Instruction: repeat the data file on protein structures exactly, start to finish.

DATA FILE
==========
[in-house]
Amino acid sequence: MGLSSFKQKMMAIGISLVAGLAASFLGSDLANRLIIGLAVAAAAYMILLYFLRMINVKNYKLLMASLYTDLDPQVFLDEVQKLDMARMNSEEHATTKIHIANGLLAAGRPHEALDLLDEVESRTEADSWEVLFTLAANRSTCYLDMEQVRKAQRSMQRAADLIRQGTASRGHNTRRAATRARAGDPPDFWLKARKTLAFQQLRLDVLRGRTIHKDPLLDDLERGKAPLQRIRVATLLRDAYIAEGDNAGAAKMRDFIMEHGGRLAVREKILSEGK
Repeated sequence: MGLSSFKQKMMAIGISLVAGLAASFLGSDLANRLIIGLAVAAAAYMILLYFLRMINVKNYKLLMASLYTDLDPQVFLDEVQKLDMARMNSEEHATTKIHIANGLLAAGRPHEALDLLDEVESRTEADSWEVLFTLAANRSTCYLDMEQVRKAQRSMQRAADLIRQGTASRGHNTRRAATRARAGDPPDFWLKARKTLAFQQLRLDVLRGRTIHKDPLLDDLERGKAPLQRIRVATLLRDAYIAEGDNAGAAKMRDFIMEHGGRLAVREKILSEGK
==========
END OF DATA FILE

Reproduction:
[in-house]
Amino acid sequence: MGLSSFKQKMMAIGISLVAGLAASFLGSDLANRLIIGLAVAAAAYMILLYFLRMINVKNYKLLMASLYTDLDPQVFLDEVQKLDMARMNSEEHATTKIHIANGLLAAGRPHEALDLLDEVESRTEADSWEVLFTLAANRSTCYLDMEQVRKAQRSMQRAADLIRQGTASRGHNTRRAATRARAGDPPDFWLKARKTLAFQQLRLDVLRGRTIHKDPLLDDLERGKAPLQRIRVATLLRDAYIAEGDNAGAAKMRDFIMEHGGRLAVREKILSEGK
Repeated sequence: MGLSSFKQKMMAIGISLVAGLAASFLGSDLANRLIIGLAVAAAAYMILLYFLRMINVKNYKLLMASLYTDLDPQVFLDEVQKLDMARMNSEEHATTKIHIANGLLAAGRPHEALDLLDEVESRTEADSWEVLFTLAANRSTCYLDMEQVRKAQRSMQRAADLIRQGTASRGHNTRRAATRARAGDPPDFWLKARKTLAFQQLRLDVLRGRTIHKDPLLDDLERGKAPLQRIRVATLLRDAYIAEGDNAGAAKMRDFIMEHGGRLAVREKILSEGK